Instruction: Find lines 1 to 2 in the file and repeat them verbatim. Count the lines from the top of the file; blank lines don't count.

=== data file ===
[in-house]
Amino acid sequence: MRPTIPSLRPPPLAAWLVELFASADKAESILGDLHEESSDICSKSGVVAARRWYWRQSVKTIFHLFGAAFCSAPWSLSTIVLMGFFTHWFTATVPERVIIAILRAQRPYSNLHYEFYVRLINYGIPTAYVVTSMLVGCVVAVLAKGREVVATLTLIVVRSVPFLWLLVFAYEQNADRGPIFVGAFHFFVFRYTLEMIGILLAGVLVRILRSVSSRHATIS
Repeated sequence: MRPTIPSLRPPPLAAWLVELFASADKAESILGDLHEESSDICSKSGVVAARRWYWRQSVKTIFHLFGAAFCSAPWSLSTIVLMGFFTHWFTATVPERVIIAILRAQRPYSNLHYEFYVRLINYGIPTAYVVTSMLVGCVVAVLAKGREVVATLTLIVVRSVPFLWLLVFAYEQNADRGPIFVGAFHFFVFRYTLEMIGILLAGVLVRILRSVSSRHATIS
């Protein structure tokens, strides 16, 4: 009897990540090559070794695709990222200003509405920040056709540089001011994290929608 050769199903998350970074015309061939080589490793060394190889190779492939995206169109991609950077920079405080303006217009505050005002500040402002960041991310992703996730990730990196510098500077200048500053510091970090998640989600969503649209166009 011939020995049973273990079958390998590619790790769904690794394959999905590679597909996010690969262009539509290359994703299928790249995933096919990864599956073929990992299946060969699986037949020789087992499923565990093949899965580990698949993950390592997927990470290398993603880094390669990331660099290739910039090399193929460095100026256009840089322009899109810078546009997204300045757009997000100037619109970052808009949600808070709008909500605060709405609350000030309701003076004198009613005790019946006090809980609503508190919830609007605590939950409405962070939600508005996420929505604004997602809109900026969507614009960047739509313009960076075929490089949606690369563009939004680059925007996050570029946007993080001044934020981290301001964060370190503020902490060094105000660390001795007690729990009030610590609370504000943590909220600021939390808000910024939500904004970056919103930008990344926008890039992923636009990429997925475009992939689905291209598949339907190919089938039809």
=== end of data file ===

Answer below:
[in-house]
Amino acid sequence: MRPTIPSLRPPPLAAWLVELFASADKAESILGDLHEESSDICSKSGVVAARRWYWRQSVKTIFHLFGAAFCSAPWSLSTIVLMGFFTHWFTATVPERVIIAILRAQRPYSNLHYEFYVRLINYGIPTAYVVTSMLVGCVVAVLAKGREVVATLTLIVVRSVPFLWLLVFAYEQNADRGPIFVGAFHFFVFRYTLEMIGILLAGVLVRILRSVSSRHATIS